Greg Deichmann

LSU's Greg Deichmann watches his three-run home run during the fourth inning of an NCAA college baseball tournament super regional game against Coastal Carolina in Baton Rouge, La., Saturday, June 11, 2016. (AP Photo/Gerald Herbert) ORG XMIT: LAGH113

Greg Deichmann worked himself into a sweat well before LSU’s practice Thursday afternoon, a couple splotches of grass and dirt already worked into his gold uniform top.

LSU director of baseball operations Micah Gibbs was standing near home plate feeding baseballs into a FungoMan machine, which spit the baseballs out into those tricky outfield spots Deichmann was just starting to get accustomed to.

“You can top them, you can sink them, you can backspin them — you can do all kinds of stuff,” Deichmann said. “I can tell Micah to pinpoint a place and he can put it there. I took three or four in foul territory running up on the mound. I told him to put it in the right-center gap, let me go run down a few and try to dive for some.”

Deichmann, who started 50 games at first base for LSU last season, is transitioning into a spot in right field. It’s a spot that, up until this summer, was completely foreign to him.

“I’ve been an infielder all my life, other than like 11-year-old baseball when I played a little bit of left field,” Deichmann said.

While he hasn’t played a live game in the outfield in about a decade, he said the move has almost felt natural.

That’s what LSU coach Paul Mainieri was banking on when he approached Deichmann about the position switch this summer in his exit interview.

“Coach Mainieri said, ‘Get you an outfielder’s glove,’” Deichmann said.

With Jake Fraley pursuing a professional baseball career, Mainieri had a spot to fill and was intrigued by Deichmann’s potential at the position. As shown by Deichmann’s pre-practice routine, Mainieri was also confident he would put in the necessary work.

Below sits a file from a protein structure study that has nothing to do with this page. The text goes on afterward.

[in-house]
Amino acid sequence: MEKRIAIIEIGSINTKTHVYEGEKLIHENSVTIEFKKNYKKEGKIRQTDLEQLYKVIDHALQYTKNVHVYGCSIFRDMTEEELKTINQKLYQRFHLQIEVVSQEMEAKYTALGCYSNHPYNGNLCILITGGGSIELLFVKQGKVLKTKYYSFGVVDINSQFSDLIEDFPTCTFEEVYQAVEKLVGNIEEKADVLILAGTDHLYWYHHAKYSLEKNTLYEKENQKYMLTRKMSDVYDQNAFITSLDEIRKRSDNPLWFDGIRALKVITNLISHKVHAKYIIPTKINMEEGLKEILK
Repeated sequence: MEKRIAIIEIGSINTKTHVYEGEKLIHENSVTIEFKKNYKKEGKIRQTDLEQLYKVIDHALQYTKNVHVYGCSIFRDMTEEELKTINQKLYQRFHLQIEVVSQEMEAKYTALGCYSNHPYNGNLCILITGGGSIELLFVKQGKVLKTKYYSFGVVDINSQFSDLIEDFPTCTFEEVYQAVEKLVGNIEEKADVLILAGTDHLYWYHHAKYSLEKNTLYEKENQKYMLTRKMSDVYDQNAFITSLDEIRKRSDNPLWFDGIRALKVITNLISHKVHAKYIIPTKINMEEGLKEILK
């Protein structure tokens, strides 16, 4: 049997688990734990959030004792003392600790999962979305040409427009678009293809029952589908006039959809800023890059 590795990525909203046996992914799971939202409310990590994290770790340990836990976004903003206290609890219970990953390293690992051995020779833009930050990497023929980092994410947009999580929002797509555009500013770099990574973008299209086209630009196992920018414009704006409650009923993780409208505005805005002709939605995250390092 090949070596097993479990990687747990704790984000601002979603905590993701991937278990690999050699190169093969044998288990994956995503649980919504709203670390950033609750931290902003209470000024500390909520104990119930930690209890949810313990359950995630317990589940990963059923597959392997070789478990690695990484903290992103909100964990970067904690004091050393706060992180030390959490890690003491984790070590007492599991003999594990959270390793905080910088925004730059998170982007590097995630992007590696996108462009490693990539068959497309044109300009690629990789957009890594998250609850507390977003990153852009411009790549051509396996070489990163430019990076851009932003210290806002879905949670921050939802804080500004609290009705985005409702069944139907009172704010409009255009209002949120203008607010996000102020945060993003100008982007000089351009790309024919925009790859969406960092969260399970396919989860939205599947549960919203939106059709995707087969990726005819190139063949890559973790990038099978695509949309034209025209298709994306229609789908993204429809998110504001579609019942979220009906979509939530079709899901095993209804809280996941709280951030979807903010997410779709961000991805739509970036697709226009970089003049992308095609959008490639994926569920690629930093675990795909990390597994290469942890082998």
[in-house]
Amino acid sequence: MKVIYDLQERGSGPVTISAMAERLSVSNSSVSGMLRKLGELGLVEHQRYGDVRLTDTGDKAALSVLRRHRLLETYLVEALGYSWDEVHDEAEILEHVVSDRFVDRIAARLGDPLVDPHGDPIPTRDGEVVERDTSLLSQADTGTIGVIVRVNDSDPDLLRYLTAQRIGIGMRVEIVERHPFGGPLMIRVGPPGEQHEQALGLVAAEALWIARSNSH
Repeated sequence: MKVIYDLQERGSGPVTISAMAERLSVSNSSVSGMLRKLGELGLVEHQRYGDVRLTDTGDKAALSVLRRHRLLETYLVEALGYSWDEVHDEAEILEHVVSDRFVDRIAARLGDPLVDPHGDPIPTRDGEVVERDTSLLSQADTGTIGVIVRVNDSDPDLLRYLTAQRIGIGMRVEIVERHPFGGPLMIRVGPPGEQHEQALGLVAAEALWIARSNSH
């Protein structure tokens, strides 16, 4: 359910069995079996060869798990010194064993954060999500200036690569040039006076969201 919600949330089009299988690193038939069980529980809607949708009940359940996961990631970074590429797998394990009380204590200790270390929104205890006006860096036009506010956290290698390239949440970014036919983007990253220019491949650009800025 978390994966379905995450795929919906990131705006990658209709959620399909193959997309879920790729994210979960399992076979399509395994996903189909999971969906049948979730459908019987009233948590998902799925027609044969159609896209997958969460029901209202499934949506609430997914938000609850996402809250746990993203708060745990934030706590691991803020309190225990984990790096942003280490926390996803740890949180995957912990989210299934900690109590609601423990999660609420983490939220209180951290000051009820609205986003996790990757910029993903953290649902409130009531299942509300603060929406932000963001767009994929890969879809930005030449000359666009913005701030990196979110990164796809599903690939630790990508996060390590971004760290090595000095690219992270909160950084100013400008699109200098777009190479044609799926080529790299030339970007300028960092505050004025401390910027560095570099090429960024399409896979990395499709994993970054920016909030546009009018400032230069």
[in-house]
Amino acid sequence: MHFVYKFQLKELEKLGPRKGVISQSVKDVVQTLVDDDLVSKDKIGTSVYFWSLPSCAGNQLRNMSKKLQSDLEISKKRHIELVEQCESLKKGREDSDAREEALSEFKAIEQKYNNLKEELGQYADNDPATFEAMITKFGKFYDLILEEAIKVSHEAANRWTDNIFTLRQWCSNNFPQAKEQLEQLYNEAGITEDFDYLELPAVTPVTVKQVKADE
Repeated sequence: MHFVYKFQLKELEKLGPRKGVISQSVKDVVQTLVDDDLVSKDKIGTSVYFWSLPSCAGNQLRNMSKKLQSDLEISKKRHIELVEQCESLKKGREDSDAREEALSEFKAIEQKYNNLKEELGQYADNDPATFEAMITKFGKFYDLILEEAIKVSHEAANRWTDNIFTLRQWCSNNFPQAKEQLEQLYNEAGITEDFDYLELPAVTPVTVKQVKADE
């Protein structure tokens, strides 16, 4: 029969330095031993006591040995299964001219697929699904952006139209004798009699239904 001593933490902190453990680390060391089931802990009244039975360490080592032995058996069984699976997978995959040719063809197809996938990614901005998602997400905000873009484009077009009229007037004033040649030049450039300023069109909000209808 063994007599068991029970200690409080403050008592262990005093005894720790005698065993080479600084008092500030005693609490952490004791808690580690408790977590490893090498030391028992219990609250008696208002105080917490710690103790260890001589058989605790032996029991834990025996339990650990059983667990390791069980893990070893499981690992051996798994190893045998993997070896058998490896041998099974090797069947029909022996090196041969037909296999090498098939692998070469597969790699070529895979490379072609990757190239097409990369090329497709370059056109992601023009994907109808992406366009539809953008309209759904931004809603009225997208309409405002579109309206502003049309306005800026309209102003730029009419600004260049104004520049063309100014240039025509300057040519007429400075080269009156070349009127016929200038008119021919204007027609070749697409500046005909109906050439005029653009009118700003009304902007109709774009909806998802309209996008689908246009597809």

“I knew he possessed some of the basic tools — he can run much better than people think he can, and he’s got a really good arm,” Mainieri said. “The only question would be how his instincts would be.

“So far, the returns have been very positive.”

Before Deichmann left for the Cape Cod summer league, Mainieri told him he wanted Deichmann to get some work in the outfield, even if that meant just going out there during batting practice to get used to the flight of a baseball from that perspective.

Deichmann played first base this summer, but dutifully worked in the outfield during batting practice. That was when he suffered a stress fracture in his foot while chasing a ball down.

He was on the shelf for the first few weeks of LSU’s fall practices. Mainieri said he wasn’t cleared to “cut it loose” until last week.

While Deichmann was unable to run at full speed, he could still be found in the outfield learning the ropes of his new position with the help of Gibbs and the FungoMan.

“Even when I was shut down, I was walking and seeing balls in the air, positioning myself a couple steps to my left or right,” Deichmann said. “Anything that you can do, regardless of how immobilized you are at the time.”

Mainieri knows what it’s like to be an infielder playing the outfield. When he was a freshman baseball player at LSU, he switched from shortstop to left field as a way to try and crack the lineup.

He said there are two big adjustments for lifelong infielders who switch to the outfield: Learning to read the ball off the bat and getting used to long gaps between your opportunities to make a play.

“When you’re in the infield, you’re involved on every pitch, it seems,” Mainieri said. “So you have to learn to be mentally ready out there.”

Deichmann has been working solely in right field so far, and from the sounds of it, Mainieri plans to keep him there. It’s crucial for Deichmann to get the work in now because of the havoc the afternoon sun can create on fly balls to right field, and he wants Deichmann to get a good idea of that early.

For his part, Deichmann is a fan of his new position.

“I actually like the move a lot, because I can use more of my athleticism — my speed, my arm, I get to showcase that a little bit,” Deichmann said.

That’s good for Deichmann, because it looks like he’s found a new home.

“My strong sense is that he’s going to be able to handle it,” Mainieri said. “I’m virtually certain that he’s going to end up being our right fielder.”

Follow Luke Johnson on Twitter, @ByLukeJohnson.